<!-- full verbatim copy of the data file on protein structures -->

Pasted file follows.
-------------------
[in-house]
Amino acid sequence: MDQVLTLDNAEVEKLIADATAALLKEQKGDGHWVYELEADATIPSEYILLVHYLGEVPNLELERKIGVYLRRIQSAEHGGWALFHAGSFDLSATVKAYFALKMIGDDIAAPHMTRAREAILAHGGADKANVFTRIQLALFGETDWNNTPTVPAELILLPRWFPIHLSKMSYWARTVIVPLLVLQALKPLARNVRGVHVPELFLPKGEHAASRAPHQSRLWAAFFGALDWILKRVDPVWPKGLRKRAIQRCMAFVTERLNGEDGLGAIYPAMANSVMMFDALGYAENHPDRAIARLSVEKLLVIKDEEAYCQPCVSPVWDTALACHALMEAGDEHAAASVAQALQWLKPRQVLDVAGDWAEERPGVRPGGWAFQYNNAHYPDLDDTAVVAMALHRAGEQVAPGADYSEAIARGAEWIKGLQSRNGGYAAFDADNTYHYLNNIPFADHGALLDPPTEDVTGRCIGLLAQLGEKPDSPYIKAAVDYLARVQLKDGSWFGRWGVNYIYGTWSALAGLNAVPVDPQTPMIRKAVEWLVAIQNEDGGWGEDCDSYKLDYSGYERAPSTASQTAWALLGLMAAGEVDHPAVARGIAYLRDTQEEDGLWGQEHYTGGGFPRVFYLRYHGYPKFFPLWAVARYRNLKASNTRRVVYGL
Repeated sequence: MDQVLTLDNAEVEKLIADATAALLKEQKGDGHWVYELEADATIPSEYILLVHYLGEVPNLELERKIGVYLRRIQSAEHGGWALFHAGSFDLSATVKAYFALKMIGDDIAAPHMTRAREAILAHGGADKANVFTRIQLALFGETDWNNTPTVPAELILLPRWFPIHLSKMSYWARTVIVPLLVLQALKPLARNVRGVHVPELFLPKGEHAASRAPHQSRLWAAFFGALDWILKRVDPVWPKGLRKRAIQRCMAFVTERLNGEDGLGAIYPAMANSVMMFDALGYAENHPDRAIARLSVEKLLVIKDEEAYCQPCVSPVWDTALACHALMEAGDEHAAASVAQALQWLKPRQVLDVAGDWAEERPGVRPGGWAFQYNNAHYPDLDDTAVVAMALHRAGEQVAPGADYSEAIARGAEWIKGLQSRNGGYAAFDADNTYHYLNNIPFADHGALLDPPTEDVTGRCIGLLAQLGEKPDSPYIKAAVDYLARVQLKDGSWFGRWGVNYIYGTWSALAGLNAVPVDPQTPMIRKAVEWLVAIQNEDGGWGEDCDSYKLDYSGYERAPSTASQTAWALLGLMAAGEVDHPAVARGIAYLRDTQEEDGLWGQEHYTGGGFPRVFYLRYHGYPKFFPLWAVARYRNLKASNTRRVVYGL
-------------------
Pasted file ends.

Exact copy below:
[in-house]
Amino acid sequence: MDQVLTLDNAEVEKLIADATAALLKEQKGDGHWVYELEADATIPSEYILLVHYLGEVPNLELERKIGVYLRRIQSAEHGGWALFHAGSFDLSATVKAYFALKMIGDDIAAPHMTRAREAILAHGGADKANVFTRIQLALFGETDWNNTPTVPAELILLPRWFPIHLSKMSYWARTVIVPLLVLQALKPLARNVRGVHVPELFLPKGEHAASRAPHQSRLWAAFFGALDWILKRVDPVWPKGLRKRAIQRCMAFVTERLNGEDGLGAIYPAMANSVMMFDALGYAENHPDRAIARLSVEKLLVIKDEEAYCQPCVSPVWDTALACHALMEAGDEHAAASVAQALQWLKPRQVLDVAGDWAEERPGVRPGGWAFQYNNAHYPDLDDTAVVAMALHRAGEQVAPGADYSEAIARGAEWIKGLQSRNGGYAAFDADNTYHYLNNIPFADHGALLDPPTEDVTGRCIGLLAQLGEKPDSPYIKAAVDYLARVQLKDGSWFGRWGVNYIYGTWSALAGLNAVPVDPQTPMIRKAVEWLVAIQNEDGGWGEDCDSYKLDYSGYERAPSTASQTAWALLGLMAAGEVDHPAVARGIAYLRDTQEEDGLWGQEHYTGGGFPRVFYLRYHGYPKFFPLWAVARYRNLKASNTRRVVYGL
Repeated sequence: MDQVLTLDNAEVEKLIADATAALLKEQKGDGHWVYELEADATIPSEYILLVHYLGEVPNLELERKIGVYLRRIQSAEHGGWALFHAGSFDLSATVKAYFALKMIGDDIAAPHMTRAREAILAHGGADKANVFTRIQLALFGETDWNNTPTVPAELILLPRWFPIHLSKMSYWARTVIVPLLVLQALKPLARNVRGVHVPELFLPKGEHAASRAPHQSRLWAAFFGALDWILKRVDPVWPKGLRKRAIQRCMAFVTERLNGEDGLGAIYPAMANSVMMFDALGYAENHPDRAIARLSVEKLLVIKDEEAYCQPCVSPVWDTALACHALMEAGDEHAAASVAQALQWLKPRQVLDVAGDWAEERPGVRPGGWAFQYNNAHYPDLDDTAVVAMALHRAGEQVAPGADYSEAIARGAEWIKGLQSRNGGYAAFDADNTYHYLNNIPFADHGALLDPPTEDVTGRCIGLLAQLGEKPDSPYIKAAVDYLARVQLKDGSWFGRWGVNYIYGTWSALAGLNAVPVDPQTPMIRKAVEWLVAIQNEDGGWGEDCDSYKLDYSGYERAPSTASQTAWALLGLMAAGEVDHPAVARGIAYLRDTQEEDGLWGQEHYTGGGFPRVFYLRYHGYPKFFPLWAVARYRNLKASNTRRVVYGL